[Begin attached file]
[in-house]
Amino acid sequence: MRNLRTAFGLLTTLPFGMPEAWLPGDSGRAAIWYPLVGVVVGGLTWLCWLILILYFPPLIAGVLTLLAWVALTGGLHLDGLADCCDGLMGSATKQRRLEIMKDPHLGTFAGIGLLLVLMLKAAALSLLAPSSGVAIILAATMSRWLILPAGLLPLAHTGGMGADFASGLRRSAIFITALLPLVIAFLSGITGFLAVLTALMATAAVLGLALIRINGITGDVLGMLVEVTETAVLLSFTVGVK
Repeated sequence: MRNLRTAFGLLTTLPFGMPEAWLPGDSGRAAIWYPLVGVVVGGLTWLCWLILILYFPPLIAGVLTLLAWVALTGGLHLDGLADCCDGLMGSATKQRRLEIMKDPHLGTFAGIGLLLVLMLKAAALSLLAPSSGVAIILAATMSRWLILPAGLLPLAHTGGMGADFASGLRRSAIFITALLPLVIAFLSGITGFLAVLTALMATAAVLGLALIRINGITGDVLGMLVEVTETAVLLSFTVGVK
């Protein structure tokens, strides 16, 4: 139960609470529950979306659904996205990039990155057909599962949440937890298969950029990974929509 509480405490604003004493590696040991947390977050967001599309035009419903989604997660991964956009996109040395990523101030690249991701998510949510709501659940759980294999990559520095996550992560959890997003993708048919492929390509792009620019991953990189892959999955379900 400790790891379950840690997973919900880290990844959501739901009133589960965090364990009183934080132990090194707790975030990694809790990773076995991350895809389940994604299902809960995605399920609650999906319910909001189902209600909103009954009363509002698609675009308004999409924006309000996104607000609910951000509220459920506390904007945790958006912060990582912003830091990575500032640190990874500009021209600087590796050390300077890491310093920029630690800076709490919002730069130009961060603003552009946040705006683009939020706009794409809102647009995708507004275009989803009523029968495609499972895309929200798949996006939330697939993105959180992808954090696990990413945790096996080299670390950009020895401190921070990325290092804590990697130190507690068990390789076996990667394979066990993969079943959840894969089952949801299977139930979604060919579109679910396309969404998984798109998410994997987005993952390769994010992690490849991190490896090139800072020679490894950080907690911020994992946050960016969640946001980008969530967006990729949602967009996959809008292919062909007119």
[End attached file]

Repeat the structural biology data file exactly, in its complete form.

[in-house]
Amino acid sequence: MRNLRTAFGLLTTLPFGMPEAWLPGDSGRAAIWYPLVGVVVGGLTWLCWLILILYFPPLIAGVLTLLAWVALTGGLHLDGLADCCDGLMGSATKQRRLEIMKDPHLGTFAGIGLLLVLMLKAAALSLLAPSSGVAIILAATMSRWLILPAGLLPLAHTGGMGADFASGLRRSAIFITALLPLVIAFLSGITGFLAVLTALMATAAVLGLALIRINGITGDVLGMLVEVTETAVLLSFTVGVK
Repeated sequence: MRNLRTAFGLLTTLPFGMPEAWLPGDSGRAAIWYPLVGVVVGGLTWLCWLILILYFPPLIAGVLTLLAWVALTGGLHLDGLADCCDGLMGSATKQRRLEIMKDPHLGTFAGIGLLLVLMLKAAALSLLAPSSGVAIILAATMSRWLILPAGLLPLAHTGGMGADFASGLRRSAIFITALLPLVIAFLSGITGFLAVLTALMATAAVLGLALIRINGITGDVLGMLVEVTETAVLLSFTVGVK
């Protein structure tokens, strides 16, 4: 139960609470529950979306659904996205990039990155057909599962949440937890298969950029990974929509 509480405490604003004493590696040991947390977050967001599309035009419903989604997660991964956009996109040395990523101030690249991701998510949510709501659940759980294999990559520095996550992560959890997003993708048919492929390509792009620019991953990189892959999955379900 400790790891379950840690997973919900880290990844959501739901009133589960965090364990009183934080132990090194707790975030990694809790990773076995991350895809389940994604299902809960995605399920609650999906319910909001189902209600909103009954009363509002698609675009308004999409924006309000996104607000609910951000509220459920506390904007945790958006912060990582912003830091990575500032640190990874500009021209600087590796050390300077890491310093920029630690800076709490919002730069130009961060603003552009946040705006683009939020706009794409809102647009995708507004275009989803009523029968495609499972895309929200798949996006939330697939993105959180992808954090696990990413945790096996080299670390950009020895401190921070990325290092804590990697130190507690068990390789076996990667394979066990993969079943959840894969089952949801299977139930979604060919579109679910396309969404998984798109998410994997987005993952390769994010992690490849991190490896090139800072020679490894950080907690911020994992946050960016969640946001980008969530967006990729949602967009996959809008292919062909007119």